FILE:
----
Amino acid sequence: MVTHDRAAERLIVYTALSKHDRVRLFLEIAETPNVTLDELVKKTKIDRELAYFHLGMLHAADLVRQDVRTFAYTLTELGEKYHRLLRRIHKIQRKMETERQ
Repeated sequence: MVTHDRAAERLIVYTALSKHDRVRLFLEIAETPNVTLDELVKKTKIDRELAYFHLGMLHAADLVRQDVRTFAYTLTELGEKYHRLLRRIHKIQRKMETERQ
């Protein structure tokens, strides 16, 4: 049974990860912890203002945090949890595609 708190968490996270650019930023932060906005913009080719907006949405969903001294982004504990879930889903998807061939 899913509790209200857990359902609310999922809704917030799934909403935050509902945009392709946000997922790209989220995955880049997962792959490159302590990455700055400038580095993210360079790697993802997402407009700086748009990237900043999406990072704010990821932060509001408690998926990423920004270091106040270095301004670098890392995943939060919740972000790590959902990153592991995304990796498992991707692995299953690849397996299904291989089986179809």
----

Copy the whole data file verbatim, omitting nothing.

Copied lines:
Amino acid sequence: MVTHDRAAERLIVYTALSKHDRVRLFLEIAETPNVTLDELVKKTKIDRELAYFHLGMLHAADLVRQDVRTFAYTLTELGEKYHRLLRRIHKIQRKMETERQ
Repeated sequence: MVTHDRAAERLIVYTALSKHDRVRLFLEIAETPNVTLDELVKKTKIDRELAYFHLGMLHAADLVRQDVRTFAYTLTELGEKYHRLLRRIHKIQRKMETERQ
């Protein structure tokens, strides 16, 4: 049974990860912890203002945090949890595609 708190968490996270650019930023932060906005913009080719907006949405969903001294982004504990879930889903998807061939 899913509790209200857990359902609310999922809704917030799934909403935050509902945009392709946000997922790209989220995955880049997962792959490159302590990455700055400038580095993210360079790697993802997402407009700086748009990237900043999406990072704010990821932060509001408690998926990423920004270091106040270095301004670098890392995943939060919740972000790590959902990153592991995304990796498992991707692995299953690849397996299904291989089986179809």